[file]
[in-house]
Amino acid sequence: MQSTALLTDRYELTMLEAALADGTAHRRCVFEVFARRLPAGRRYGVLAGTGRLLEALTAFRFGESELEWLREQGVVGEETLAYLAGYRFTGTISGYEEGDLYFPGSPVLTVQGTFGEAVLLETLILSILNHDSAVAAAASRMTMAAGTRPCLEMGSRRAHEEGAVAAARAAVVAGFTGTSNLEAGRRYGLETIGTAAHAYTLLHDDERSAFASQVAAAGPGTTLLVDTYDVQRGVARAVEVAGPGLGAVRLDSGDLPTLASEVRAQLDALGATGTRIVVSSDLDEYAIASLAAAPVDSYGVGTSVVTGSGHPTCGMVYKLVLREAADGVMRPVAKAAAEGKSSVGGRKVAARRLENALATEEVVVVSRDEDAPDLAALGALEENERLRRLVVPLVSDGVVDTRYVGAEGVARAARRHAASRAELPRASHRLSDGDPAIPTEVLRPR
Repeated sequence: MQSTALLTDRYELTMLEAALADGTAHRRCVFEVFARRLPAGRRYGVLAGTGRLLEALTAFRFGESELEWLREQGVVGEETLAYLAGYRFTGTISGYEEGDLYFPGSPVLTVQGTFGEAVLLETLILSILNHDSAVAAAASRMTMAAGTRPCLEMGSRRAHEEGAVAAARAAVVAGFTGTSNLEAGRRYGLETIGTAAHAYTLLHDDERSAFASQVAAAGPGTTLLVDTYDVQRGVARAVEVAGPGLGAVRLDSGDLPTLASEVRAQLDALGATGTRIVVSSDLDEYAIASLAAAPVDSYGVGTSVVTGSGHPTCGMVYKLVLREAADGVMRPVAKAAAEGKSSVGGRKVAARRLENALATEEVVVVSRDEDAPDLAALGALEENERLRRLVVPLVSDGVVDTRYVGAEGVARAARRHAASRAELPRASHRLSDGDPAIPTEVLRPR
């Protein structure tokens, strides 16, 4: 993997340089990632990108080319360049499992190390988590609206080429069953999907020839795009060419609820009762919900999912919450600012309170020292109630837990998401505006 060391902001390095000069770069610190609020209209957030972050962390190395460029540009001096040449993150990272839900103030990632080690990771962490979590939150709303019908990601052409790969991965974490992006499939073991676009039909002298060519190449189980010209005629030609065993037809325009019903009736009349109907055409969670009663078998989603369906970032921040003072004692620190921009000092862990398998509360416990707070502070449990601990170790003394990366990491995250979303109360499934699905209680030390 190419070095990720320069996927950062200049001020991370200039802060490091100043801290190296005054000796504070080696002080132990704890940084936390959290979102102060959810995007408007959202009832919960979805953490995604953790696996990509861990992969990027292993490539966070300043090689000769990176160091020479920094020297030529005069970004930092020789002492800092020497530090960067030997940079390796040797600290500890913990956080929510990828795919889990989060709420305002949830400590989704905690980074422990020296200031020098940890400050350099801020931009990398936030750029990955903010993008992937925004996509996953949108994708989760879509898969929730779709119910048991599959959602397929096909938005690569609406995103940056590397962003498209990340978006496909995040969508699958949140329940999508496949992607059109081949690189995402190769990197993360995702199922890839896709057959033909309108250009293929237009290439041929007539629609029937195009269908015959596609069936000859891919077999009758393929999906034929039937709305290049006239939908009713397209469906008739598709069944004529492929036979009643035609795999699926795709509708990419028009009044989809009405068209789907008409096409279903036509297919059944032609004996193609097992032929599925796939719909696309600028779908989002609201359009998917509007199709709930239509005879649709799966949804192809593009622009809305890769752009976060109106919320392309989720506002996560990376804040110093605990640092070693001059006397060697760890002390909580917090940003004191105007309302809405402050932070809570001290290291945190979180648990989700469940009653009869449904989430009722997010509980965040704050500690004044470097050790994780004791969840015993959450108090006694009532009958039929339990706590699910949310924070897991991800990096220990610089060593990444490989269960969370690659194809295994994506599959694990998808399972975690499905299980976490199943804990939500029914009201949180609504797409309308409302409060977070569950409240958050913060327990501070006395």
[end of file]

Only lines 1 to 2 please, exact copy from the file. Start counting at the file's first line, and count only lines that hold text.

[in-house]
Amino acid sequence: MQSTALLTDRYELTMLEAALADGTAHRRCVFEVFARRLPAGRRYGVLAGTGRLLEALTAFRFGESELEWLREQGVVGEETLAYLAGYRFTGTISGYEEGDLYFPGSPVLTVQGTFGEAVLLETLILSILNHDSAVAAAASRMTMAAGTRPCLEMGSRRAHEEGAVAAARAAVVAGFTGTSNLEAGRRYGLETIGTAAHAYTLLHDDERSAFASQVAAAGPGTTLLVDTYDVQRGVARAVEVAGPGLGAVRLDSGDLPTLASEVRAQLDALGATGTRIVVSSDLDEYAIASLAAAPVDSYGVGTSVVTGSGHPTCGMVYKLVLREAADGVMRPVAKAAAEGKSSVGGRKVAARRLENALATEEVVVVSRDEDAPDLAALGALEENERLRRLVVPLVSDGVVDTRYVGAEGVARAARRHAASRAELPRASHRLSDGDPAIPTEVLRPR